The Houston woman charged in a day care fire that killed four toddlers turned herself in today to U.S. officials in Nigeria, according to her brother.
Ron Tata told ABC station KTRK-TV in Houston this morning that his sister, 22-year-old Jessica Tata, surrendered today in Nigeria, where she fled following the Feb. 24 fire.
U.S. government officials have not confirmed that the woman is in custody, but Rep. Sheila Jackson Lee also said embassy officials told her Jessica Tata had turned herself in.
Tata, who ran Jackie's Child Care out of her home in Houston, was charged in February with one count of reckless bodily injury to a child, and bond was set at $500,000. But prosecutors realized that Tata had already fled the country.
She now faces four manslaughter charges as well as 10 other charges, including reckless injury of a child and child abandonment.
Toddlers Elizabeth Kajoh, Kendyll Stradford, Elias Castillo and Shomari Dickerson died in the fire at the west Houston home day care.
Prosecutors allege that Tata left the children alone in the house while she went shopping, and while she was gone, the fire broke out on a stove-top burner that had been left on. She told investigators she was in the bathroom when the fire started.
Extradition agreements between the United States and Nigeria state that in cases of manslaughter, individuals can be sent back to their home country, which is expected to quicken her return to face charges.
Tiffany Amber Dickerson, the mother of 3-year-old Shomari Dickerson and Makayla Dickerson, who is still recovering from severe burns, said she was glad Tata turned herself in.
"I'm very happy that her guilt finally came over her," Dickerson said, adding that she cannot express what she's like to say to Tata if she were able to speak with her today.
Operator of Day Care Fled to Nigeria After Fatal Fire
The fact that Tata was able to leave the country while prosecutors and fire officials were investigating the fatal fire outraged many in the Houston area.
The Harris County District Attorney's office told ABC News affiliate KTRK they did not know Tata was a flight risk and were unaware that she had left the country until the Monday following the fire.
But Houston Fire Marshal Richard Galvan told the Houston Chronicle that an arson investigator warned prosecutors they had learned Tata might be preparing to leave the country.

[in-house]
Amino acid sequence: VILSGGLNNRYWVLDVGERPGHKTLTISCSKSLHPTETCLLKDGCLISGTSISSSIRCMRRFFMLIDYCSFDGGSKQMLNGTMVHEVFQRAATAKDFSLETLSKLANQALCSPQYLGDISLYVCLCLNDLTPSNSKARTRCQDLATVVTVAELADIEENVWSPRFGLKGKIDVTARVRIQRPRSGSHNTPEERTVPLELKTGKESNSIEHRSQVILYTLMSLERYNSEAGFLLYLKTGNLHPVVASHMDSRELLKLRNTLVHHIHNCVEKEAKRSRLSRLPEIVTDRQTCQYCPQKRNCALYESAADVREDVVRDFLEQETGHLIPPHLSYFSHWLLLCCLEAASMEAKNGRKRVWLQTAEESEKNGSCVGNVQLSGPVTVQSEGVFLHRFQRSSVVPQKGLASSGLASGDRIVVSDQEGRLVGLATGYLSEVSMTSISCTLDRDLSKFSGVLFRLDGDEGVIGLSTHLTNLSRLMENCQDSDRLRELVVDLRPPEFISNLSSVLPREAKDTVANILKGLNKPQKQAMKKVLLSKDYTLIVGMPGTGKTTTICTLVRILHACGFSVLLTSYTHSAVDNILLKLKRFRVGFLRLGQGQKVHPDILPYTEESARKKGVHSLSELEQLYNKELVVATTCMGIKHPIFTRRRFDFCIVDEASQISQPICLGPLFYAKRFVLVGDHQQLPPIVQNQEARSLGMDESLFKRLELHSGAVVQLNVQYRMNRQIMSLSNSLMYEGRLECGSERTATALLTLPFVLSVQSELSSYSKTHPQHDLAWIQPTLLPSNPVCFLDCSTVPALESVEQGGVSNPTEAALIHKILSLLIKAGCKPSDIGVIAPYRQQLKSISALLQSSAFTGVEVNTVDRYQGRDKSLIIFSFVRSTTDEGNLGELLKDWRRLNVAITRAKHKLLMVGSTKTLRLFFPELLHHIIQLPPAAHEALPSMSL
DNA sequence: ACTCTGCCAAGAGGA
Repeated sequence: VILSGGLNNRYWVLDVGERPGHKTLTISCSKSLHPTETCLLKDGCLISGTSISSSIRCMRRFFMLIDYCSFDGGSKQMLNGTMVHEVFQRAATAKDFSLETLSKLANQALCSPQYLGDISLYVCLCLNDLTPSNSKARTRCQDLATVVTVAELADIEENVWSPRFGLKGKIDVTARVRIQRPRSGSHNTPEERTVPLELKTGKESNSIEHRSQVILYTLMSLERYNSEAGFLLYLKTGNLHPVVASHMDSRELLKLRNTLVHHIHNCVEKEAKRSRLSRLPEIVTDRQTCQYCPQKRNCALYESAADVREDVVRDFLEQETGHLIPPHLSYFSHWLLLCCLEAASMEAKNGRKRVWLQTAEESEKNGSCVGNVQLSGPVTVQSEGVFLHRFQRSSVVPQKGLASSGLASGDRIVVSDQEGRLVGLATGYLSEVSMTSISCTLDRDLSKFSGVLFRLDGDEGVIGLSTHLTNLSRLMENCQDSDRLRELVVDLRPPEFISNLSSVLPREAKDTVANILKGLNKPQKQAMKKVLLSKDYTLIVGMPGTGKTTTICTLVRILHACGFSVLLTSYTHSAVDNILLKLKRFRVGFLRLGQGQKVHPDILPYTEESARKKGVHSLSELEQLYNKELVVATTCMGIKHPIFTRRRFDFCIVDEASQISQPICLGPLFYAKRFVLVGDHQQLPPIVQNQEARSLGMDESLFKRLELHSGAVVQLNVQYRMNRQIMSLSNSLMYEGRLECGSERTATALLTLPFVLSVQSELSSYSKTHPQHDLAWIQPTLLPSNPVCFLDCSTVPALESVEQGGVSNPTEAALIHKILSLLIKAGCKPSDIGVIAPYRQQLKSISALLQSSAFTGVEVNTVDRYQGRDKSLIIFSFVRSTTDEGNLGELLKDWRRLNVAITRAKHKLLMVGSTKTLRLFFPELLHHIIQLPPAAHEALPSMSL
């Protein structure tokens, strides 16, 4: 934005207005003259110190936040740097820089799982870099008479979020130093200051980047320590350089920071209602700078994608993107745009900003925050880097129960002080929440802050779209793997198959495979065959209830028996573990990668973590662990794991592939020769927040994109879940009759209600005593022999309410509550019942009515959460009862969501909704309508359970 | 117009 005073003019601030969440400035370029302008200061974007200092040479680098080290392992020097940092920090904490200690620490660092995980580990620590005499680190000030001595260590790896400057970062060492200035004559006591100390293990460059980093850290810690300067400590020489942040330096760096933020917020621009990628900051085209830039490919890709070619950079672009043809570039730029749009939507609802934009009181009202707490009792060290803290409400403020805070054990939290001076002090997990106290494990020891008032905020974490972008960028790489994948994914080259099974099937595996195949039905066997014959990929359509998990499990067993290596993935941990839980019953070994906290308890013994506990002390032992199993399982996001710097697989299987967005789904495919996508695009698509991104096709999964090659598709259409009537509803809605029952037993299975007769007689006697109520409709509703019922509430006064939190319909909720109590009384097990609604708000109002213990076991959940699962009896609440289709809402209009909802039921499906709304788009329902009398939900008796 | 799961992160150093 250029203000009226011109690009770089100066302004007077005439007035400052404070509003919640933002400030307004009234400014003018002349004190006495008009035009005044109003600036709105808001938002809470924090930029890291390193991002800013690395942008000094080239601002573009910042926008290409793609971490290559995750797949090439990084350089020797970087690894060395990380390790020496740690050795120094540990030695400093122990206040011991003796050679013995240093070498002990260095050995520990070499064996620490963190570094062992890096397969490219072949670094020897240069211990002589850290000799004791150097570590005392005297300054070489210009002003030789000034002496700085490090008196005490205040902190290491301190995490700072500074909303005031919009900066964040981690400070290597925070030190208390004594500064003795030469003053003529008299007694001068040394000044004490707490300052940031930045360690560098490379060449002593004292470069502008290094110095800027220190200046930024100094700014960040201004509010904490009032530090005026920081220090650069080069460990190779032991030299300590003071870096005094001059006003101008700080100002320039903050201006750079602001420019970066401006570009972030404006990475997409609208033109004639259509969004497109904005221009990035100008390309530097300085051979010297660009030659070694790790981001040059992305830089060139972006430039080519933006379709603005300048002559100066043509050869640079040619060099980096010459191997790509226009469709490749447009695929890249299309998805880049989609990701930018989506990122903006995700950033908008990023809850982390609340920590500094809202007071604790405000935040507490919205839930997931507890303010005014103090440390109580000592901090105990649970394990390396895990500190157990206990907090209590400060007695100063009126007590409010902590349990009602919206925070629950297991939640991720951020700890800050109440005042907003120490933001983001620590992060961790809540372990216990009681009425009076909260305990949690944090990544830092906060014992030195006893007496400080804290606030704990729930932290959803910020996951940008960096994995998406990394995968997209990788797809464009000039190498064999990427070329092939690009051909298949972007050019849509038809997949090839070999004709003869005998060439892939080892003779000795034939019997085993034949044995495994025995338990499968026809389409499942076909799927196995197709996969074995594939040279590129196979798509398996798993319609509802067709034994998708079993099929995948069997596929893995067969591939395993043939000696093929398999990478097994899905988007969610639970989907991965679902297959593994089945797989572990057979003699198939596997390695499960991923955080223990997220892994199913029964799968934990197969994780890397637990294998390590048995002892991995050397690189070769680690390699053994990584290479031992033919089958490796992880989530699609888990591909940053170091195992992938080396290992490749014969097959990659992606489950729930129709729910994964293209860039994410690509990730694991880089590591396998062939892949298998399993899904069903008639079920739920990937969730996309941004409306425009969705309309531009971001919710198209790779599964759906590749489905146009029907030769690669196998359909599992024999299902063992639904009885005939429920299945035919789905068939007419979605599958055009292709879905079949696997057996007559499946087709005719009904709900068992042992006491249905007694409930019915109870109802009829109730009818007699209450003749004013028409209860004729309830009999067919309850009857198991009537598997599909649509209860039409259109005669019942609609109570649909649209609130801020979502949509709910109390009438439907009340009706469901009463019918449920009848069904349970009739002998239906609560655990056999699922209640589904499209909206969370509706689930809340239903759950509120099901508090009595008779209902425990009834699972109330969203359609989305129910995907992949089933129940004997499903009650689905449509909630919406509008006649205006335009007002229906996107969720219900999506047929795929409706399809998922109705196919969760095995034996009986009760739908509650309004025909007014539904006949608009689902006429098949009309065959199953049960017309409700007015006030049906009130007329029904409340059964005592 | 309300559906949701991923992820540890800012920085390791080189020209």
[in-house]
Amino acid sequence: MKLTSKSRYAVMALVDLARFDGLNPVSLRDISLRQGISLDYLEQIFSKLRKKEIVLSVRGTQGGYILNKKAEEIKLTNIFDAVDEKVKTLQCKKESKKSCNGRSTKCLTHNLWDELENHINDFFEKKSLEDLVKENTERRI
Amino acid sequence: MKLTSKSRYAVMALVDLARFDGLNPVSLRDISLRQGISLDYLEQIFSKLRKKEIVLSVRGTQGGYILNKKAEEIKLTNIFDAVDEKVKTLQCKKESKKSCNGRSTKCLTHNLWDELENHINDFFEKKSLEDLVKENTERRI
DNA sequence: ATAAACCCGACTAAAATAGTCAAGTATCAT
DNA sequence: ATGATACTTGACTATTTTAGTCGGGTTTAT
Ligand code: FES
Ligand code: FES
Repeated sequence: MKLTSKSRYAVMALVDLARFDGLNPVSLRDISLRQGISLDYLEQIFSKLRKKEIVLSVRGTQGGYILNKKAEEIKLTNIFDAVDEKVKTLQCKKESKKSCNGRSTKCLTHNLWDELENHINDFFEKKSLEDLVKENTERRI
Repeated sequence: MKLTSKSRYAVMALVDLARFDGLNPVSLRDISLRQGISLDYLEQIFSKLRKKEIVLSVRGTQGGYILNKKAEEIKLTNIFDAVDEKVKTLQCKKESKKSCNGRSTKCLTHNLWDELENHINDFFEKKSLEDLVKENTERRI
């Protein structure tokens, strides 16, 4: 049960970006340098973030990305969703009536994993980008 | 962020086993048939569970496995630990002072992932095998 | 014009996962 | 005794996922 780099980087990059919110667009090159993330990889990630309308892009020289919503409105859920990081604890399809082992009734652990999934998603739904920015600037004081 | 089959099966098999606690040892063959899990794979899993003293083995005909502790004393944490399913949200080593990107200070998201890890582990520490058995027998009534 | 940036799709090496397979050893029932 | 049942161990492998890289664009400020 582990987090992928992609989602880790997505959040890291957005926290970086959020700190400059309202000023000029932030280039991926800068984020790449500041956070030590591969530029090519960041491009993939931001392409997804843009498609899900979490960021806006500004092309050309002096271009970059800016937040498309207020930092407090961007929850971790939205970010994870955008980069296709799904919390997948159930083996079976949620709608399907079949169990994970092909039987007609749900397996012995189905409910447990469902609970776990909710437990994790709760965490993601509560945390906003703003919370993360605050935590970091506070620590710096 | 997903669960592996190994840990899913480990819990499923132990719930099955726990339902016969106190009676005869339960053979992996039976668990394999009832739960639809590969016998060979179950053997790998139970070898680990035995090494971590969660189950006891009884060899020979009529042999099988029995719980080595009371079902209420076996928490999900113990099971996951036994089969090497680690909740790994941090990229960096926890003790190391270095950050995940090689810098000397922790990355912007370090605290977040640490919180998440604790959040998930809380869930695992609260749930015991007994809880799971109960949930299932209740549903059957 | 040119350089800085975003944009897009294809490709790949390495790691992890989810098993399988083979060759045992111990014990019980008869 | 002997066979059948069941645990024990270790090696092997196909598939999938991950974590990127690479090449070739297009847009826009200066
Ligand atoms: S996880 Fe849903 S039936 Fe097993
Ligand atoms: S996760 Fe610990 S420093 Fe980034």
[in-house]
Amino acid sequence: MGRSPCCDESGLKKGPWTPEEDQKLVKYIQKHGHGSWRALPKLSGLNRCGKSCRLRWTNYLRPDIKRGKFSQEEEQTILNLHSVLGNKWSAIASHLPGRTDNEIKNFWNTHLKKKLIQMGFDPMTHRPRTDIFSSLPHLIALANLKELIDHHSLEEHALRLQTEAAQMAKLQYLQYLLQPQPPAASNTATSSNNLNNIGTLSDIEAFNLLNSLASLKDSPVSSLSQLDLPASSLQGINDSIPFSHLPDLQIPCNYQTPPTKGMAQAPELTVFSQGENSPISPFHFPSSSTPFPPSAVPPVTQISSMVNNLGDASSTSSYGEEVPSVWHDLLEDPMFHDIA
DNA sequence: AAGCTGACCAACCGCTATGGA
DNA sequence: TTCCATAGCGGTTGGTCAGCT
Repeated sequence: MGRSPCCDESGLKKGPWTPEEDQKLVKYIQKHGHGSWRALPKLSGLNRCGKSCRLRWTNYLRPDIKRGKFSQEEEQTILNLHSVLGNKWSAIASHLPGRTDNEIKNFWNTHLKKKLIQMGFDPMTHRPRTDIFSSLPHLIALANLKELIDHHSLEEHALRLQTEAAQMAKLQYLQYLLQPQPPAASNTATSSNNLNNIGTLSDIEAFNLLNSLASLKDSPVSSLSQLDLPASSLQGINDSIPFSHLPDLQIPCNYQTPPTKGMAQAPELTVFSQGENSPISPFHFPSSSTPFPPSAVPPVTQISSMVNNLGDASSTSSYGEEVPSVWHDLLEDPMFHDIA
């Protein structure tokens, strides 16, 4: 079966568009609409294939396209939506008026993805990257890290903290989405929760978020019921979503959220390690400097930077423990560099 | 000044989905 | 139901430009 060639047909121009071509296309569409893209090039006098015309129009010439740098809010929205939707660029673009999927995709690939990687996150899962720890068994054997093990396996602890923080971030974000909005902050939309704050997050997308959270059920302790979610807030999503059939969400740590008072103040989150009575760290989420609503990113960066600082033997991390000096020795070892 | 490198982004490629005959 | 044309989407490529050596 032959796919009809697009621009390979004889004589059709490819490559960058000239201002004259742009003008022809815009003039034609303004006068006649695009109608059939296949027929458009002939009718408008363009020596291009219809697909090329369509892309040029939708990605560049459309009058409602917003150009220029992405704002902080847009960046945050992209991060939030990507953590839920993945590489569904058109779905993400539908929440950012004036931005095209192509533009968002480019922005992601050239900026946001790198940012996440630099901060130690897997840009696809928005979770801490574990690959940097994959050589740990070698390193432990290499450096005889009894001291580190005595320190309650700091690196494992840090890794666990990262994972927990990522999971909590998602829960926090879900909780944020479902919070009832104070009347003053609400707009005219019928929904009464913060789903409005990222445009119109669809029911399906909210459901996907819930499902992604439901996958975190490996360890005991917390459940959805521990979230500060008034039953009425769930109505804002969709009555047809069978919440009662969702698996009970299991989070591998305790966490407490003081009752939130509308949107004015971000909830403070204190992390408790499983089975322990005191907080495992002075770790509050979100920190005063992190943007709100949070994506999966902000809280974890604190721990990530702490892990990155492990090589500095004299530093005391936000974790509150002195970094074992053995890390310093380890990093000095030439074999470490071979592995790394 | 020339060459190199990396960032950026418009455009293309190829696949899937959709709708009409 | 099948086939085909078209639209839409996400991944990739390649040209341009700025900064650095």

The U.S. Marshals enlisted the Houston Fire Department and Harris County District Attorneys to assist in the search for Tata, Deputy U.S. Marshal Alfredo Perez said.
According to an affidavit in the case, Tata was allegedly shopping at Target at the time the fire started.
"If she had to go to the store, why wouldn't she take them. She had a big van for all the kids to go," Dickerson said. "It's so much to give your trust to someone with a baby you've carried for nine months."
The 22-year-old mom was working as a technician at West Houston Medical Center the day of the fire, when two of the seven injured children were brought in.
Dickerson didn't know that the children were from the day care she used until she got a phone call from her 5-year-old daughter's school asking why no one had picked up the little girl after class.
Dickerson called Jackie's Child Care, the day care run out of Tata's home.
"A man's voice answered and said, 'I'm so sorry. There's been a fire and all the children have been rushed to the hospital.' I just dropped to the floor," she said.
Dickerson rode by ambulance to another hospital to find her daughter, Makayla.
"She was sedated, but she squeezed my finger," Dickerson said.
She still didn't know where 3-year-old Shomari was. When she'd taken him to the day care that morning, he was wearing blue jeans, a blue and white flannel shirt and Jordan sneakers. Now, her little boy was unrecognizable from the burns.
"The whole ER -- all the doctors, all the nurses, three chaplains -- they closed the door and my heart just stopped. They said all the children have been claimed but one and we're 90 percent sure he's your son and we're so sorry he didn't make it," Dickerson said. "I told everyone you might as well kill me too. I'm not going to make it."
Tata Left Seven Children Alone Day of Fatal Fire
The children that Tata left alone ranged in age from 15 months to 3 years. The fire started from oil burning in a pot on the stove, according to court documents.
Witnesses saw Tata arrive by car to the Houston home after the fire had started, according to court records. She could be heard screaming, witnesses told the Houston Fire Department.
Tata was rushed to the hospital following the fire, but was later released. She was too ill to be interviewed at the scene of the fire or in the hospital and refused to talk when arson investigators arrived at her home the day after the fire.
Dickerson said she learned about the day care when Tata was passing out business cards at a Wal-Mart. She said that the day care was certified and that it always appeared clean and very organized.
Makayla, Dickerson's daughter, has a long recovery ahead of her.
"This is going to take the fun out of her childhood. She should be out playing, enjoying life," she said.
Dickerson told ABC News today that she has spoken with the other victims' parents and that her daughter has another surgery scheduled soon.
"She's real strong, and we're gonna get through it regardless," she said.